Release Date: January 30,2020
From D.C. subway to Akron: Joshua Bell and Academy of St. Martin in the Fields in concert Feb. 25
Akron, OH, Jan. 29, 2020 — One of the most celebrated classical musicians of our time, violinist Joshua Bell became even more famous after a subway experiment in 2007. More about that later.
On Feb. 25 he is coming to Akron with one of the world’s finest chamber orchestras.
Bell and the Academy of St. Martin in the Fields will share the stage of Akron’s EJ Thomas Hall for a 7:30 p.m. concert presented by Tuesday Musical.
Their program will include Paganini’s Violin Concerto No. 1, Op. 6, and Brahms’ Symphony No. 4 in E minor, Op. 98, with a first-movement ending that has been hailed as one of the greatest climaxes in classical music.
Before the concert, audience members can learn about the Academy’s signature style of performing without a conductor during a Concert Conversation with the musicians. Moderated by Eric Kisch of WCLV-FM’s “Musical Passions” program, the Concert Conversation will begin at 6:30 p.m. in the hall.
Tickets start at $35 at tuesdaymusical.org and 330-761-3460.
Now, about the subway: Bell, already acclaimed in 2007, gained even greater fame through an experiment to determine if people would recognize exceptional talent in an incongruous context.
Wearing a t-shirt and ball cap, he walked into a Washington, D.C., subway station at rush hour, opened the case of his priceless Stradivarius, and played some of the most respected classical music ever written.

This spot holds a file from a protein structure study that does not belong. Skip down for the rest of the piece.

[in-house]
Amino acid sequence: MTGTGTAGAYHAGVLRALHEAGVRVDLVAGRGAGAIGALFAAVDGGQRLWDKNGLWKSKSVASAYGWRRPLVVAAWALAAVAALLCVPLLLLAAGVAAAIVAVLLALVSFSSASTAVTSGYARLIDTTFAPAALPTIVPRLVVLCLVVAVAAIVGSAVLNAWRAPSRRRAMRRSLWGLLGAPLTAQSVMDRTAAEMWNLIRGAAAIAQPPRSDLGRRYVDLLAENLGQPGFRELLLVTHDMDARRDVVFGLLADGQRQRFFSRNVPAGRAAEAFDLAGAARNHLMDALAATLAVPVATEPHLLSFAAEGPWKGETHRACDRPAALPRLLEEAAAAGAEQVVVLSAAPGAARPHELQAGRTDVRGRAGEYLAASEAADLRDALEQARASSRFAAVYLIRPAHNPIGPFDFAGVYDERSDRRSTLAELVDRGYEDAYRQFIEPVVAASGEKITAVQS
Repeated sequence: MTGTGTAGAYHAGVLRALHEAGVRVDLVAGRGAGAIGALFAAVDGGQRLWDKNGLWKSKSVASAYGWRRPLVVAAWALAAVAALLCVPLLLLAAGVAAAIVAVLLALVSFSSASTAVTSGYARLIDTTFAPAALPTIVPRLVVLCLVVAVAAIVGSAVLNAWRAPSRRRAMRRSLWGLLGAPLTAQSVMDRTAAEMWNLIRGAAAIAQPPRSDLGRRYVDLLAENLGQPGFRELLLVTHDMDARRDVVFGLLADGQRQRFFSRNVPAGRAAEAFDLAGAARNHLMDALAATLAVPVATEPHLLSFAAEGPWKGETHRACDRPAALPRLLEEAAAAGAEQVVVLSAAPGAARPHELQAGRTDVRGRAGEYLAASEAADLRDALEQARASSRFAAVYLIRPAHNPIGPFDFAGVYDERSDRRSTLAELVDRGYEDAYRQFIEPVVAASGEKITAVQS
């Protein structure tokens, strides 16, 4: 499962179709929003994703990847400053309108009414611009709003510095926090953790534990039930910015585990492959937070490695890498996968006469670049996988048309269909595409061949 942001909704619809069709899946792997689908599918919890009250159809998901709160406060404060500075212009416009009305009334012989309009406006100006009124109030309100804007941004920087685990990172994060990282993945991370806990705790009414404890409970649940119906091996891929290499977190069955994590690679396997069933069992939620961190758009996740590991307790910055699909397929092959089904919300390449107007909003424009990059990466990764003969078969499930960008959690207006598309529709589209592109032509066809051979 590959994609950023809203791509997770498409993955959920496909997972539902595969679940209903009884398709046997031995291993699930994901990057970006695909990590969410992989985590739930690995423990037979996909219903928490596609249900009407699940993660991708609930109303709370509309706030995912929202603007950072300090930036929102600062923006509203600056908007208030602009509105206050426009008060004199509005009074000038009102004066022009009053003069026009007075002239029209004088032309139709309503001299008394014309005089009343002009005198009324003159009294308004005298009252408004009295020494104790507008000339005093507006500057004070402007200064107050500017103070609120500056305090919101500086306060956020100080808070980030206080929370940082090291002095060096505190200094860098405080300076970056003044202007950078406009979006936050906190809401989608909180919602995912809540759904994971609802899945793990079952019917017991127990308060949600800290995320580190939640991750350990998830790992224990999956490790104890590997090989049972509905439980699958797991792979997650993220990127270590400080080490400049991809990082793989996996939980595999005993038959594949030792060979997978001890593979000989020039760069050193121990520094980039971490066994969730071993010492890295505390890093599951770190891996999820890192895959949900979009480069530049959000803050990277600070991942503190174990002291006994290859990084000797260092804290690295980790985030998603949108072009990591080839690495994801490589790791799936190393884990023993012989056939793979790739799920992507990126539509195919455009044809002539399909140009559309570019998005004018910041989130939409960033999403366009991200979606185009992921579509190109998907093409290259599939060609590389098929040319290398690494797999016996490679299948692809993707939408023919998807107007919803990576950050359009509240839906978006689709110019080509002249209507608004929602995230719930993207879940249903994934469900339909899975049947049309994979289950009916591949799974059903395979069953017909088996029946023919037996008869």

A hidden video camera documented what happened and Washington Post writer Gene Weingarten described it in his Pulitzer-winning feature Pearls Before Breakfast.
“In the three-quarters of an hour that Joshua Bell played, seven people stopped what they were doing to hang around and take in the performance, at least for a minute. Twenty-seven gave money, most of them on the run — for a total of $32 and change,” wrote Weingarten.
“That leaves the 1,070 people who hurried by, oblivious, many only three feet away, few even turning to look.”
Bell himself was a bit baffled, observed Weingarten. “Watching the video weeks later, Bell finds himself mystified by one thing only. He understands why he’s not drawing a crowd, in the rush of a morning workday. But: ‘I’m surprised at the number of people who don’t pay attention at all, as if I’m invisible. Because, you know what? I’m makin’ a lot of noise!’”
Today, Bell is renowned as a soloist, chamber musician, recording artist, conductor and director. Music director of the Academy since 2011, he is the only person to hold the post since Sir Neville Marriner formed the orchestra in 1958.
Drawn from leading London musicians, the Academy gave its first performance in its namesake church in 1959. Always performing without a conductor and through a vast recording output — highlights of which include the 1969 best-seller Vivaldi’s Four Seasons and the soundtrack to the Oscar-winning film Amadeus — the Academy has earned an international reputation for its interpretations of the world’s greatest orchestral music.
Support for this concert and related education/community engagement activities comes from Gertrude F. Orr Trust Advised Fund of Akron Community Foundation, Peg’s Foundation, GAR Foundation, Knight Foundation, Kulas Foundation, and other foundations, corporations and individuals. Support also comes from the Arts Midwest Touring Fund, a program of Arts Midwest that is funded by the National Endowment for the Arts with additional contributions from the Ohio Arts Council and the Crane Group.